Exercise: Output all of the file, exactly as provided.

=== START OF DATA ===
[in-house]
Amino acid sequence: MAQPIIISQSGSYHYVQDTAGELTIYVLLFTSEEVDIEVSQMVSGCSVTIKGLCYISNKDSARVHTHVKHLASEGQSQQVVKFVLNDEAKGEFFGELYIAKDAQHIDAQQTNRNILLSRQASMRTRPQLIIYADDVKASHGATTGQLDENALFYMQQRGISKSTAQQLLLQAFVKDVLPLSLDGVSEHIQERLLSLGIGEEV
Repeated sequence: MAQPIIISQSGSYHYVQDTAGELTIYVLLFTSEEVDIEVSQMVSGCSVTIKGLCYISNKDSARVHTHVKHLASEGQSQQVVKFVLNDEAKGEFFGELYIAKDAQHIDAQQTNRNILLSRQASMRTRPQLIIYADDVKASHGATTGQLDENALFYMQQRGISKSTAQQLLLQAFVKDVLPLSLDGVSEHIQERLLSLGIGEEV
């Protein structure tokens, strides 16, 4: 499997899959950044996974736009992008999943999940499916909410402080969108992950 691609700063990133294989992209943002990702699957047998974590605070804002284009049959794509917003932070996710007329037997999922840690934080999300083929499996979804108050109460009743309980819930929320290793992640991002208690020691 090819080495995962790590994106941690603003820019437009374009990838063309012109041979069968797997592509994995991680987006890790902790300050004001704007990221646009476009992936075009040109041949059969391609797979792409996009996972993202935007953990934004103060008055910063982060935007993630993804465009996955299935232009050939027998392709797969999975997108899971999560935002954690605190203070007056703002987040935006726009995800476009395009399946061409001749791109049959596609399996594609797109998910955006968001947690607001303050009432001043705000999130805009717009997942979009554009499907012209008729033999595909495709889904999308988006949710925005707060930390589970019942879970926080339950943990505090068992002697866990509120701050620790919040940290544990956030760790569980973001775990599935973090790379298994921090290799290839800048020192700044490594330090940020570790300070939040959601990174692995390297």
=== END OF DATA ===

[in-house]
Amino acid sequence: MAQPIIISQSGSYHYVQDTAGELTIYVLLFTSEEVDIEVSQMVSGCSVTIKGLCYISNKDSARVHTHVKHLASEGQSQQVVKFVLNDEAKGEFFGELYIAKDAQHIDAQQTNRNILLSRQASMRTRPQLIIYADDVKASHGATTGQLDENALFYMQQRGISKSTAQQLLLQAFVKDVLPLSLDGVSEHIQERLLSLGIGEEV
Repeated sequence: MAQPIIISQSGSYHYVQDTAGELTIYVLLFTSEEVDIEVSQMVSGCSVTIKGLCYISNKDSARVHTHVKHLASEGQSQQVVKFVLNDEAKGEFFGELYIAKDAQHIDAQQTNRNILLSRQASMRTRPQLIIYADDVKASHGATTGQLDENALFYMQQRGISKSTAQQLLLQAFVKDVLPLSLDGVSEHIQERLLSLGIGEEV
């Protein structure tokens, strides 16, 4: 499997899959950044996974736009992008999943999940499916909410402080969108992950 691609700063990133294989992209943002990702699957047998974590605070804002284009049959794509917003932070996710007329037997999922840690934080999300083929499996979804108050109460009743309980819930929320290793992640991002208690020691 090819080495995962790590994106941690603003820019437009374009990838063309012109041979069968797997592509994995991680987006890790902790300050004001704007990221646009476009992936075009040109041949059969391609797979792409996009996972993202935007953990934004103060008055910063982060935007993630993804465009996955299935232009050939027998392709797969999975997108899971999560935002954690605190203070007056703002987040935006726009995800476009395009399946061409001749791109049959596609399996594609797109998910955006968001947690607001303050009432001043705000999130805009717009997942979009554009499907012209008729033999595909495709889904999308988006949710925005707060930390589970019942879970926080339950943990505090068992002697866990509120701050620790919040940290544990956030760790569980973001775990599935973090790379298994921090290799290839800048020192700044490594330090940020570790300070939040959601990174692995390297």